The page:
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PETROLEUM ENGINEERING 689 Special Topics in Unconventional Resource Reserves Lecture 11 Applied Prob

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The variance decreases (spread between the P10 & P90 reserves ... The P90 reserves decrease ... P10, P50 & P90 for the remaining life of a single existing well ... – PowerPoint PPT presentation

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Title: PETROLEUM ENGINEERING 689 Special Topics in Unconventional Resource Reserves Lecture 11 Applied Prob


1
PETROLEUM ENGINEERING 689Special Topics
inUnconventional Resource ReservesLecture 11
Applied Probabilistic Reserves Texas AM
University - Spring 2007
2
Outline
  • Summing Reserves
  • Bootstrap Method
  • Choosing A Distribution Type
  • Scoping Analysis

3
Learning Objectives
  • How to sum reserves classes at the well, field
    and company level
  • Be able to generate reserves classes from DCA
  • Know when to choose a log-normal distribution or
    something else
  • How to set up a probabilistic scoping analysis.

4
Summing Reserves
  • One cannot add proved reserves for zones to get
    well proved reserves. Nor can one add well
    reserves to get field reserves. Mathematically
    incorrect. Leads to the wrong answer.
  • - E.C. Capen, SPE paper 73828

5
Summing Reserves
  • In practice, the vast majority of reserves
    analysts will add reserves per well to get field
    reserves regardless of the reserves class
  • This works only if the mean reserves per well are
    being added to get the mean reserves for the
    field (or Zone ? Well or Field ? Company)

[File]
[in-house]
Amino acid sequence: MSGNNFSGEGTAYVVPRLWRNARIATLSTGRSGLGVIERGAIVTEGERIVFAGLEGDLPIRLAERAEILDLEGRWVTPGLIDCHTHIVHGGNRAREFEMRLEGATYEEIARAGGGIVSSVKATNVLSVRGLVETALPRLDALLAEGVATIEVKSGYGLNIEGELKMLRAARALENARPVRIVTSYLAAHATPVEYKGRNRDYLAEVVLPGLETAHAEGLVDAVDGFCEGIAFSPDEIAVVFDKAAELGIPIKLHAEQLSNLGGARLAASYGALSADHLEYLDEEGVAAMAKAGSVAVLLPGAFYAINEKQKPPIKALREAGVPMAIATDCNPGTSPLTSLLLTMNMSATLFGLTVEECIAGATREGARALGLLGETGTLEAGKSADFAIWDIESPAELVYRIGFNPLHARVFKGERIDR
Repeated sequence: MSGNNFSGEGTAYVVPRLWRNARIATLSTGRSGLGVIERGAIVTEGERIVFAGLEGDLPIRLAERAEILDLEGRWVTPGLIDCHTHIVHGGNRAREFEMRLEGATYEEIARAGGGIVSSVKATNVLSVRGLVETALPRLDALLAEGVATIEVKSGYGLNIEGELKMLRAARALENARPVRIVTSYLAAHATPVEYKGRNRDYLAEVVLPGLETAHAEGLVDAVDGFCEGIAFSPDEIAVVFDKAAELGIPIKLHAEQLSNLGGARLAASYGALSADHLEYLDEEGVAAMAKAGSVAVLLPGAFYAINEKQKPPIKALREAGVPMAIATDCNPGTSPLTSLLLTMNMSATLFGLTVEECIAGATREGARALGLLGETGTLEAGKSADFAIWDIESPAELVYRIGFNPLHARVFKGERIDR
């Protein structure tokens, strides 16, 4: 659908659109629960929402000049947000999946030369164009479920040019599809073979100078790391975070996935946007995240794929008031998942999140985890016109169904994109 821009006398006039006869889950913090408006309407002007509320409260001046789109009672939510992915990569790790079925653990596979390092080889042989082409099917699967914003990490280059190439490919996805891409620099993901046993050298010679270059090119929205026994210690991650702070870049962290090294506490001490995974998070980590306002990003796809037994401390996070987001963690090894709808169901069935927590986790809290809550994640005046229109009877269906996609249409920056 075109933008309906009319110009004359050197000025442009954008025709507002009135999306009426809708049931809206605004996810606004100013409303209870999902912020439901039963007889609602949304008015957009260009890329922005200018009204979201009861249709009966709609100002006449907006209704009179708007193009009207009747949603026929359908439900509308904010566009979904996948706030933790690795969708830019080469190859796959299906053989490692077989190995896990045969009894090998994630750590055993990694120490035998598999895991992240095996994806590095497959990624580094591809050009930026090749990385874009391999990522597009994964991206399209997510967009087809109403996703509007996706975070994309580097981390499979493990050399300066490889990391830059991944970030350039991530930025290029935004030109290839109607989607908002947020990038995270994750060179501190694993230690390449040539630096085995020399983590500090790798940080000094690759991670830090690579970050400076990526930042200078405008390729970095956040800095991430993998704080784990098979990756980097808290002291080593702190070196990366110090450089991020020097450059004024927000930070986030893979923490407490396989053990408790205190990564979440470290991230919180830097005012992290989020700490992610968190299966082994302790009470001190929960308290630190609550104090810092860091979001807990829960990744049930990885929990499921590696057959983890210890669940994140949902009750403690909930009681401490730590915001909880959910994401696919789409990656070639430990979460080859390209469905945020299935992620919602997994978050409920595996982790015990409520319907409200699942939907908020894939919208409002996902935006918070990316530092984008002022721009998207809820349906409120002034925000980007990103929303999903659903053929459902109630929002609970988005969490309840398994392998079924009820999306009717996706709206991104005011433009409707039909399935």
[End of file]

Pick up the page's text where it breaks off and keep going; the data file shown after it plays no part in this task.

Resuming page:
• The reserve class thresholds of Proved (P10),
    Probable (P50) and Possible (P90) are not equal
    to the Mean and have to be summed by a different
    method
  • Read SPE Paper 73828

6
Summing Reserves
  • Very few reserves analysts actually apply a true
    probabilistic approach to generate P10, P50 P90
    reserves, further complicating the issue
  • Without a proper approach to compute P10, P50 and
    P90 reserves, there is no proper technique for
    summing
  • The proper technique is not hard as long as the
    threshold probabilities were computed using
    actual statistical methods.

7
Summing Reserves
  • In Practice, Many Reserves Analysts Use Something
    Close To The Mean When Assigning Proved Reserves
  • Producing Wells Mean is probably assigned as
    Proved more often than not
  • Proved Undeveloped Locations / Behind Pipe
    Probably still some Mean assignments

8
Summing Reserves
  • Lets Start With Definitions
  • Proved Definitions vary, but words such as
    reasonable certainty or confident are often
    used. In practice, industry claims it is moving
    to assigning reserves to the proved class if
    there is a 90 probability that the reserves
    level will be met or exceeded.
  • Applying the 90 probability that reserves will
    exceed a certain threshold should correspond
    statistically to P10 on a probability plot.
  • Proved P10 90 chance that reality will be
    above the proved value.

9
Summing Reserves
  • Lets Start With Definitions
  • Probable Now generally defined as meeting or
    exceeding a P50 threshold
  • Possible New generally defined as meeting or
    exceeding a P90 threshold (P90 means only a 10